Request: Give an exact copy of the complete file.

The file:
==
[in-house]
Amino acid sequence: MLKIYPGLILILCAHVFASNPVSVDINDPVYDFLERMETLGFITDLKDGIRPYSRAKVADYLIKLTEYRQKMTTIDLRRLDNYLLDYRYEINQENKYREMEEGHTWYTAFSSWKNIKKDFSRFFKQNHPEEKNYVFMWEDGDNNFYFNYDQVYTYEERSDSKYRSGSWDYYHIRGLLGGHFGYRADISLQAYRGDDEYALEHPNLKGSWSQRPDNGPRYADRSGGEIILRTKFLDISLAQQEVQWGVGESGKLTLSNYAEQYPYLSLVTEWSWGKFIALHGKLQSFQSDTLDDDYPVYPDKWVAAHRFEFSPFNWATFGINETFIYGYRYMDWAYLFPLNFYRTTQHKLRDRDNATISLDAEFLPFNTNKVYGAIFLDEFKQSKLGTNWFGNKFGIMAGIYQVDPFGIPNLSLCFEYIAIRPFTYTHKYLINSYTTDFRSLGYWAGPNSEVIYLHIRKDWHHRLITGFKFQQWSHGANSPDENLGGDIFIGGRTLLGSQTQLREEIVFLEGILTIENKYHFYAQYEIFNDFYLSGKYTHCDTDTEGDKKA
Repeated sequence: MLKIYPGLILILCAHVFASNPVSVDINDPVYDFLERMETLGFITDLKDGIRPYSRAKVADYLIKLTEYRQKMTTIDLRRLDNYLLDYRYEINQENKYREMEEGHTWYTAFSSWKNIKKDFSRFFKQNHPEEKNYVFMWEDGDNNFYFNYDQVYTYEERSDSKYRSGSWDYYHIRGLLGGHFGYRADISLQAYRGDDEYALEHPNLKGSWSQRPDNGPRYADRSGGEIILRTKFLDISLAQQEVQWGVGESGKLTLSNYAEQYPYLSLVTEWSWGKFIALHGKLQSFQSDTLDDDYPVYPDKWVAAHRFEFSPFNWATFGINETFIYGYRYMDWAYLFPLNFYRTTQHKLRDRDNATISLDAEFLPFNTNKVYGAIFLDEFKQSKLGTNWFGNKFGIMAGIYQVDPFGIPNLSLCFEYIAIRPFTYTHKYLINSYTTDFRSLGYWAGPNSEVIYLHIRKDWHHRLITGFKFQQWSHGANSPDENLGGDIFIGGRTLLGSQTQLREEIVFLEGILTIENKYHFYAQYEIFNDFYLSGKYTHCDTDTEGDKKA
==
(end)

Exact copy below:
[in-house]
Amino acid sequence: MLKIYPGLILILCAHVFASNPVSVDINDPVYDFLERMETLGFITDLKDGIRPYSRAKVADYLIKLTEYRQKMTTIDLRRLDNYLLDYRYEINQENKYREMEEGHTWYTAFSSWKNIKKDFSRFFKQNHPEEKNYVFMWEDGDNNFYFNYDQVYTYEERSDSKYRSGSWDYYHIRGLLGGHFGYRADISLQAYRGDDEYALEHPNLKGSWSQRPDNGPRYADRSGGEIILRTKFLDISLAQQEVQWGVGESGKLTLSNYAEQYPYLSLVTEWSWGKFIALHGKLQSFQSDTLDDDYPVYPDKWVAAHRFEFSPFNWATFGINETFIYGYRYMDWAYLFPLNFYRTTQHKLRDRDNATISLDAEFLPFNTNKVYGAIFLDEFKQSKLGTNWFGNKFGIMAGIYQVDPFGIPNLSLCFEYIAIRPFTYTHKYLINSYTTDFRSLGYWAGPNSEVIYLHIRKDWHHRLITGFKFQQWSHGANSPDENLGGDIFIGGRTLLGSQTQLREEIVFLEGILTIENKYHFYAQYEIFNDFYLSGKYTHCDTDTEGDKKA
Repeated sequence: MLKIYPGLILILCAHVFASNPVSVDINDPVYDFLERMETLGFITDLKDGIRPYSRAKVADYLIKLTEYRQKMTTIDLRRLDNYLLDYRYEINQENKYREMEEGHTWYTAFSSWKNIKKDFSRFFKQNHPEEKNYVFMWEDGDNNFYFNYDQVYTYEERSDSKYRSGSWDYYHIRGLLGGHFGYRADISLQAYRGDDEYALEHPNLKGSWSQRPDNGPRYADRSGGEIILRTKFLDISLAQQEVQWGVGESGKLTLSNYAEQYPYLSLVTEWSWGKFIALHGKLQSFQSDTLDDDYPVYPDKWVAAHRFEFSPFNWATFGINETFIYGYRYMDWAYLFPLNFYRTTQHKLRDRDNATISLDAEFLPFNTNKVYGAIFLDEFKQSKLGTNWFGNKFGIMAGIYQVDPFGIPNLSLCFEYIAIRPFTYTHKYLINSYTTDFRSLGYWAGPNSEVIYLHIRKDWHHRLITGFKFQQWSHGANSPDENLGGDIFIGGRTLLGSQTQLREEIVFLEGILTIENKYHFYAQYEIFNDFYLSGKYTHCDTDTEGDKKA